To the gravitationally impaired

Halim Madi
Sep 8, 2016 · 2 min read

If you hold your hand up long enough, your blood will just give up.
If you wait too long for the words to come, your brain will just give up.
If you date enough to find the one, your heart folds up, packs its bags and leaves the land and here you stand.
Alone. Again.
With a wooden spoon to steer the dinner potatoes.

The wooden spoon of the sixth prophet who licked the tree to the left of the building where laundry used to hang and fly when the wind of the south would blow its white and yellow fabric once weaved in the homes of a town where young boys couldn’t speak before the age of 10 and elders sleep on beds made out of books written by the women who fought the war of the six flags and came back on horses the size of elephants who screamed the victory of the army that held no weapons but slings and rocks carved from the belly of the mountain of the 3rd god who birthed the 12th sword which cut the cord that spilled the paint that covered the blanket that wrapped the present that made the day of the peasant whose wife had just found, in the bed of the river the wooden spoon of the sixth prophet who licked the tree on the left of the building where laundry used to hand and fly.

Do I run away from things when things becomes too real?
Somehow, somewhere cringing like an old soul.
Am I the one who throws the burning torch at the bush that sets the witch on fire?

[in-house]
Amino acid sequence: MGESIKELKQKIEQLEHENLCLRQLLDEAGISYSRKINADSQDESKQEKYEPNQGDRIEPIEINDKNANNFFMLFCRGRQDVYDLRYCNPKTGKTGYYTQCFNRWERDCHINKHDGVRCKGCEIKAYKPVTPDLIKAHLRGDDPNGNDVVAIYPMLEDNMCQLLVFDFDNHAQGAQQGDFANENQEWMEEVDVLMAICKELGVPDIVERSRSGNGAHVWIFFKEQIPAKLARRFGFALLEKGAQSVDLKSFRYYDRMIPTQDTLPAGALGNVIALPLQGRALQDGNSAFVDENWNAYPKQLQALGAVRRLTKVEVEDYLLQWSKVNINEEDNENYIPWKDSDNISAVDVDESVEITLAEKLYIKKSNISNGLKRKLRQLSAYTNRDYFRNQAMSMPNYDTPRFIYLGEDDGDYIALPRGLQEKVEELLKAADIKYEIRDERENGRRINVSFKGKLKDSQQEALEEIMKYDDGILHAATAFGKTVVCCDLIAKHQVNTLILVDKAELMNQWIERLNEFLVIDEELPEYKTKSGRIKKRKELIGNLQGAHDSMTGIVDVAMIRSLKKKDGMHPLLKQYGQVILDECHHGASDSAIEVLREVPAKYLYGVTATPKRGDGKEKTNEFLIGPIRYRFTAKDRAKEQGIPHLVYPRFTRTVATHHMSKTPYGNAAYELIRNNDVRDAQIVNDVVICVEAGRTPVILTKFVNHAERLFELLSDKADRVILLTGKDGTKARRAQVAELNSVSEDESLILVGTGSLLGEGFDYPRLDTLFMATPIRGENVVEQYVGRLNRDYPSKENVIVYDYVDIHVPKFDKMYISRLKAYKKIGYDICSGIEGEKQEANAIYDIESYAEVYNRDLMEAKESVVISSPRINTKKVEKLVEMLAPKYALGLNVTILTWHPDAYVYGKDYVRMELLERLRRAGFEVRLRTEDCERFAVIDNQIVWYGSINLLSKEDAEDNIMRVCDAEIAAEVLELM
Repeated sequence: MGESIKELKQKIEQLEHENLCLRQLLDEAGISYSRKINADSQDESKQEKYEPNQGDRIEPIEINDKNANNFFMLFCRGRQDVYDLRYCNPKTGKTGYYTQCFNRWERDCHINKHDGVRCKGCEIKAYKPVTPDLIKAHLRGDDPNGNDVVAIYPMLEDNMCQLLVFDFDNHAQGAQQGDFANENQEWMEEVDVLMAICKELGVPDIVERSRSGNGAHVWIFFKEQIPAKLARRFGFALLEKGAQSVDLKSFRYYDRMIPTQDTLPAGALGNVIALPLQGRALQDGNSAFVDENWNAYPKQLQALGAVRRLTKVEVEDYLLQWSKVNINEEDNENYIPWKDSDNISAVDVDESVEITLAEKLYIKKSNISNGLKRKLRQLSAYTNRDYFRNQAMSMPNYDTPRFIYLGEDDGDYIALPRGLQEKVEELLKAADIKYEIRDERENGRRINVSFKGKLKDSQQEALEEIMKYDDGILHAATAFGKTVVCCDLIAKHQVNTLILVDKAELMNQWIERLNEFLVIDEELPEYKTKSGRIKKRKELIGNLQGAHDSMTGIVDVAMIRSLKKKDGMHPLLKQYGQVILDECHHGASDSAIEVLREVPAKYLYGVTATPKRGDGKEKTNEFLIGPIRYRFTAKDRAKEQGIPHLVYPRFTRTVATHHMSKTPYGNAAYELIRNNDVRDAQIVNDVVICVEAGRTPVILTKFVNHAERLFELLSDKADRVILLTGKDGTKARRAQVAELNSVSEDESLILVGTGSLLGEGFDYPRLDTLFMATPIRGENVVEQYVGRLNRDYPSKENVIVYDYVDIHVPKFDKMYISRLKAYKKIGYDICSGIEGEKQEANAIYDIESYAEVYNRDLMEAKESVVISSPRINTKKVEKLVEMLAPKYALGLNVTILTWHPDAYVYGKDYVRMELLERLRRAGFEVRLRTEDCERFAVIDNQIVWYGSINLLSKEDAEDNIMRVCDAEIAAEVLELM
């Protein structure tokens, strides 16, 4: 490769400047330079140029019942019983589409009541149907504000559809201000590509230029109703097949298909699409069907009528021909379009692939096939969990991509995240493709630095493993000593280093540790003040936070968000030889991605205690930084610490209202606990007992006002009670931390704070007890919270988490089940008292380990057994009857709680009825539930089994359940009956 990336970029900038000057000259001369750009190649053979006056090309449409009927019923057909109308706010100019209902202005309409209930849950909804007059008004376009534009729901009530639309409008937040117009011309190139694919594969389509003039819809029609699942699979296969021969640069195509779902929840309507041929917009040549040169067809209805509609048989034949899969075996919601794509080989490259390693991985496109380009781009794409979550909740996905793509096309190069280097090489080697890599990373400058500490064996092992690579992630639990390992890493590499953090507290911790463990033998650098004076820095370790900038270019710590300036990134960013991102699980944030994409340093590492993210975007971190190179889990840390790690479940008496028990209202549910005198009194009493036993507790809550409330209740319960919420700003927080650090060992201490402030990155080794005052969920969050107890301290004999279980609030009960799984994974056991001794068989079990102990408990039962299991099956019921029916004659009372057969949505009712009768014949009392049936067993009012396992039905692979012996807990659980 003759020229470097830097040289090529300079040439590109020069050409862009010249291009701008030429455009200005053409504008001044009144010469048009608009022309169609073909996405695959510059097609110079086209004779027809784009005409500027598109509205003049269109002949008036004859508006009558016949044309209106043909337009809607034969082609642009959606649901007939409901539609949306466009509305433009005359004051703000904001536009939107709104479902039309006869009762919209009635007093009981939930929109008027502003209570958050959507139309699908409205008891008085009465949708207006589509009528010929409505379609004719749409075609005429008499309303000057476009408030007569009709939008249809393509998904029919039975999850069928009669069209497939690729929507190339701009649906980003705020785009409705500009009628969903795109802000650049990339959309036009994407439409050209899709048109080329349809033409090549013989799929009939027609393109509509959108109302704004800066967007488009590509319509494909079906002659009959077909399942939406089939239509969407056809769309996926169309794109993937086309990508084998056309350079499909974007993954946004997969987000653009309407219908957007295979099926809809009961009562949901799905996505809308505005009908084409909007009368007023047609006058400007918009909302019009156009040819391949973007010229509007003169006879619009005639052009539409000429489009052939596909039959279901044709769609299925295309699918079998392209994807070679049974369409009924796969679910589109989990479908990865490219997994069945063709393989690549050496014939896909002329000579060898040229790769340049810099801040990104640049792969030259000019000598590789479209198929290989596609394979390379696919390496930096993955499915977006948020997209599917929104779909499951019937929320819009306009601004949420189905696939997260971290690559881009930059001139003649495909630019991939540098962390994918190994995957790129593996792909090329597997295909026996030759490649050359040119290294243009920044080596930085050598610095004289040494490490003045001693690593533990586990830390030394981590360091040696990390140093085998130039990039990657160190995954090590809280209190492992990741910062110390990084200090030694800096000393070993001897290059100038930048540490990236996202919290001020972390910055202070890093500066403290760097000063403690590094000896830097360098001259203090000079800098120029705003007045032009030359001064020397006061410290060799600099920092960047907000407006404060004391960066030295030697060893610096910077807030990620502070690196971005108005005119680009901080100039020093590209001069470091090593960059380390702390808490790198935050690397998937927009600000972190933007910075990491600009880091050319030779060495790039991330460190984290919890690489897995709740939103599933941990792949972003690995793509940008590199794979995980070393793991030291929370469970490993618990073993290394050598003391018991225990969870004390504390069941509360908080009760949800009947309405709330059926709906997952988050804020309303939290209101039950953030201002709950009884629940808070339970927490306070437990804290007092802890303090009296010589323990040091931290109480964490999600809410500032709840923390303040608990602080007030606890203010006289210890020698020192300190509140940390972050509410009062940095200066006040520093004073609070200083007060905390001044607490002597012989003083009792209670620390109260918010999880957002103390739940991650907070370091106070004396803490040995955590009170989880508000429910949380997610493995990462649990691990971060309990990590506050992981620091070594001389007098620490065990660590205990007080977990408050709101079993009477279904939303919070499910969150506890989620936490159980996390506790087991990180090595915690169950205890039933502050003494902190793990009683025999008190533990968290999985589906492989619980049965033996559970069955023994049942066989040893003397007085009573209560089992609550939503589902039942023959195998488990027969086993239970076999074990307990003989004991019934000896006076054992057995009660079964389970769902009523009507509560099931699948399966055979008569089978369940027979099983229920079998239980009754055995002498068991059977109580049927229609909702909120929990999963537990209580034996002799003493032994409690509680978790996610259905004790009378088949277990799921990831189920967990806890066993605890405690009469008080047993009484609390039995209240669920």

Somehow, somewhere cringing like an old soul.
Does my neuro-empathetic system fire up just enough synapses to not be able to stand anything short from perfect?
Do I want to burn the clouds again? Will I be at peace when the sky turns black?

Black. The black cat who broke the vase that held the ashes of the youngest pianist ever to have played the piano with his 8 fingers making music thought to have been erased by the noise of the cranks of the new machine that powers the town that gave up on the children who could not stop laughing at the prophet who ran around playing sword with a wooden spoon.

Here is the vertical boomerang.
The one you don’t need to throw to get back.
The oldest emotion ever felt.
Alone. Again.
With a wooden spoon to street the dinner potatoes.

The Mother of All Stories

Every story has a mother. And every mother its own mother. The MOAS is on a quest to find the mother of all stories.

Halim Madi

Written by

Poets are the entrepreneurs of the future www.halimmadi.com

The Mother of All Stories

Every story has a mother. And every mother its own mother. The MOAS is on a quest to find the mother of all stories.

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